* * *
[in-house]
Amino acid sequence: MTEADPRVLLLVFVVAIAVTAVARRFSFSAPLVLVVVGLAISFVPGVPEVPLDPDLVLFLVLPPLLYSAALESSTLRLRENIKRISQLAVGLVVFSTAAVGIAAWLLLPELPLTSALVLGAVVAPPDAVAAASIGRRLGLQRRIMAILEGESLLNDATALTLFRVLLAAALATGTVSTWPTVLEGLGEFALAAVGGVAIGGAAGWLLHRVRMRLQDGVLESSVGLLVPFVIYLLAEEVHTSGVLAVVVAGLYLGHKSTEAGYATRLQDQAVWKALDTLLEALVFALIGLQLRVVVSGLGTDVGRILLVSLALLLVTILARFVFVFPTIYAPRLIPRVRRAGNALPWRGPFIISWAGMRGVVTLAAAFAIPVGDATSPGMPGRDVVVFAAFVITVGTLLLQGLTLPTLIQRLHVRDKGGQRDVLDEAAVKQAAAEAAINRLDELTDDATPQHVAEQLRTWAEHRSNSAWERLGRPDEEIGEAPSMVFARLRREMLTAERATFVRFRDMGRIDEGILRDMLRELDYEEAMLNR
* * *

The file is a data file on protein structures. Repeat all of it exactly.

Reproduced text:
[in-house]
Amino acid sequence: MTEADPRVLLLVFVVAIAVTAVARRFSFSAPLVLVVVGLAISFVPGVPEVPLDPDLVLFLVLPPLLYSAALESSTLRLRENIKRISQLAVGLVVFSTAAVGIAAWLLLPELPLTSALVLGAVVAPPDAVAAASIGRRLGLQRRIMAILEGESLLNDATALTLFRVLLAAALATGTVSTWPTVLEGLGEFALAAVGGVAIGGAAGWLLHRVRMRLQDGVLESSVGLLVPFVIYLLAEEVHTSGVLAVVVAGLYLGHKSTEAGYATRLQDQAVWKALDTLLEALVFALIGLQLRVVVSGLGTDVGRILLVSLALLLVTILARFVFVFPTIYAPRLIPRVRRAGNALPWRGPFIISWAGMRGVVTLAAAFAIPVGDATSPGMPGRDVVVFAAFVITVGTLLLQGLTLPTLIQRLHVRDKGGQRDVLDEAAVKQAAAEAAINRLDELTDDATPQHVAEQLRTWAEHRSNSAWERLGRPDEEIGEAPSMVFARLRREMLTAERATFVRFRDMGRIDEGILRDMLRELDYEEAMLNR